Honour the LORD with your wealth, with the first fruits of all your crops; then your barns will be filled to overflowing, and your vats will brim over with new wine.

Proverbs 3:9-10 NIVUK

“The only time God ever challenges us to test Him in the entire Bible is in the area of tithing! He said in the last half of Malachi 3:10 to “test me in this and see if I will not throw open the floodgates of heaven and pour out so much blessing that you will not have room enough for it.”

Paul J. Meyer

Paul J. Meyer, Unlocking Your Legacy, 2002, Chicago Illinois, Moody Press, p.144

TAKE my life, and let it be

Consecrated, Lord, to Thee:

Take my moments and my days,

Let them flow in ceaseless praise.

Take my hands and let them move

At the impulse of Thy love;

Take my feet, and let them be

Swift and beautiful for Thee.

Take my voice, and let me sing

Always, only, for my King:

Take my lips, and let them be

Filled with messages from Thee.

Take my silver and my gold,

Not a mite would I withhold;

Take my intellect, and use

Every power as Thou shalt choose.

Take my will, and make it Thine;

It shall be no longer mine;

Take my heart, it is Thine own;

It shall be Thy royal throne,

Take my love; my Lord, I pour

At Thy feet its treasure store;

Take myself, and I will be

Ever, only, all, for Thee.

Frances Ridley Havergal (1836-1879)

Martin of Tours (AD 316–397) was Bishop of Tours, France, from AD 371. One very cold night, riding on horseback, he passed a beggar. Martin got off his horse, tore his robe in two and gave half of it to the beggar. That night, Martin had a dream in which he saw Jesus wearing the robe that had been torn in two on his shoulders. When asked where it had come from, Jesus replied, ‘My servant Martin gave it to me.’ Jesus said, “And if anyone gives even a cup of cold water to one of these little ones who is my disciple, truly I tell you, that person will certainly not lose their reward.” (Matthew 10:42)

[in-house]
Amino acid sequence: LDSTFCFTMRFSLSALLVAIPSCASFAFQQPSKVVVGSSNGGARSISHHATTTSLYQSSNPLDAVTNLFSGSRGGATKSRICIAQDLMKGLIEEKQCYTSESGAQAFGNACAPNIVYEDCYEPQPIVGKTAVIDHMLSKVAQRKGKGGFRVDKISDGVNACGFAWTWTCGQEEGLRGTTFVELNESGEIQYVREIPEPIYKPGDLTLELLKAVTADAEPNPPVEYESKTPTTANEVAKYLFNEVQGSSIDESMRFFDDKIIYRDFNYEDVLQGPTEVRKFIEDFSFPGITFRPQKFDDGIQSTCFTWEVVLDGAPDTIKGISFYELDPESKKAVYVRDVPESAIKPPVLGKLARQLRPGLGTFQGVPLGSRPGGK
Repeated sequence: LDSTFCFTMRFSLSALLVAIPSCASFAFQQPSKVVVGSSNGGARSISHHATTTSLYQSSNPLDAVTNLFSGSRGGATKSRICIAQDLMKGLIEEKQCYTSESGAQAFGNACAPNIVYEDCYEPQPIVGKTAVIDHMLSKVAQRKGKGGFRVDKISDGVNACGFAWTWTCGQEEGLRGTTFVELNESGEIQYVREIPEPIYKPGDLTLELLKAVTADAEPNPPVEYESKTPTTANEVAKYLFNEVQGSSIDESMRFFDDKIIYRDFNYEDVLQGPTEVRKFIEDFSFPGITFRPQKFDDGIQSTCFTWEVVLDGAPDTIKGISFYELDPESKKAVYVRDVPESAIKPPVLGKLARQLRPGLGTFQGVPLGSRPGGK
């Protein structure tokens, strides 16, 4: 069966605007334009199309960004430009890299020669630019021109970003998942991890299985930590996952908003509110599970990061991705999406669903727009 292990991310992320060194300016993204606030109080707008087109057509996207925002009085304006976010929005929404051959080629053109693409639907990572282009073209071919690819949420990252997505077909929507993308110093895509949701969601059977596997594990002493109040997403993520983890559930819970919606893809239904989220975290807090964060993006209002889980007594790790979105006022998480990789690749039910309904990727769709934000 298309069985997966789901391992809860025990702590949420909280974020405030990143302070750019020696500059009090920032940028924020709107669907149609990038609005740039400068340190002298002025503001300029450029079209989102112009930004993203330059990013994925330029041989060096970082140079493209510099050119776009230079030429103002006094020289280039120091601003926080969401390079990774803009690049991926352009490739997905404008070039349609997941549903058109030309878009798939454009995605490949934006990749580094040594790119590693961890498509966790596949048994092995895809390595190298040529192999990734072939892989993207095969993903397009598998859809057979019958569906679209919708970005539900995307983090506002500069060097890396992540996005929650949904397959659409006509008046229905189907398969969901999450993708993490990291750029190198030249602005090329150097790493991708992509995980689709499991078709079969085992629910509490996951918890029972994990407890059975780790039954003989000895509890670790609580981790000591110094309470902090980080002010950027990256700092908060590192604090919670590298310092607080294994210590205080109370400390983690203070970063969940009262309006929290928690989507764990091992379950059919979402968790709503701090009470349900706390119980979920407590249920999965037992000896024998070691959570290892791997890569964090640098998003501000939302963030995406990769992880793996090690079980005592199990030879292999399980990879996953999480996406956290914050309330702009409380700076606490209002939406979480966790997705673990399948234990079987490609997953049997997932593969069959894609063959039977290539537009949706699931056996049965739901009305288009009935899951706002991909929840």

Source: Nicky Gumbel, Bible in One Year – Alpha

“It is well to give when asked, but it is better to give when unasked, through understanding.” – Kahlil Gibran

Upon the arrival of their firstborn son, an ancient king and queen held a banquet to celebrate the momentous and happy event. The elated king and queen invited all the gentry and important people of the land to a great feast at the palace, in honour of the new prince.

Now, as was the custom in those days, whenever a royal son and new heir to the throne was born, the guests would present the child with some kind of golden vessel, as a gift to symbolise prosperity and long life.

Well some of the guests were generous in their giving and they brought along golden jugs and plates and bowls; others were less generous and they brought along golden cups and goblets: still others came who gave grudgingly; and they brought along golden egg cups and even thimbles.

When all of the guests bearing their gifts gathered before the throne, the king made a special announcement: Instead of offering their gifts to his son, the new heir, the king decreed that by way of celebration each guest should take his golden vessel into the royal treasury and fill it to the brim with such diamonds, emeralds, rubies, sapphires and other precious stones as each vessel would carry.

And the moral of this little tale is found in the scriptures: “Give, and it will be given to you. A good measure, pressed down, shaken together and running over, will be poured into your lap. For with the measure you use, it will be measured to you.” (Luke 6:38)

“What giving again?” I ask in dismay.
“And must I keep giving and giving away?”
“Oh no,” said the angel looking me through,
“Just keep giving till the Master stops giving to you.”

Why does God want me to be generous? Because he wants me to be like him.

A pastor approached a local farmer on the subject of giving to the church. “If you had £500 and I asked you to give half of it to the Lord, would you do it?” asked the pastor. “Sure, I would,” answered the farmer. “And if you owned two head of cattle and I asked you to give one of them to the Lord, would you do it?” asked the pastor again. “Yes, I would!” came the farmer’s determined response. “And if you had two pigs, would you also give one of them to the Lord?” The farmer then looked rather indignant and replied, “Now hang on a minute, Pastor. That’s not fair! You know perfectly well that I have two pigs.”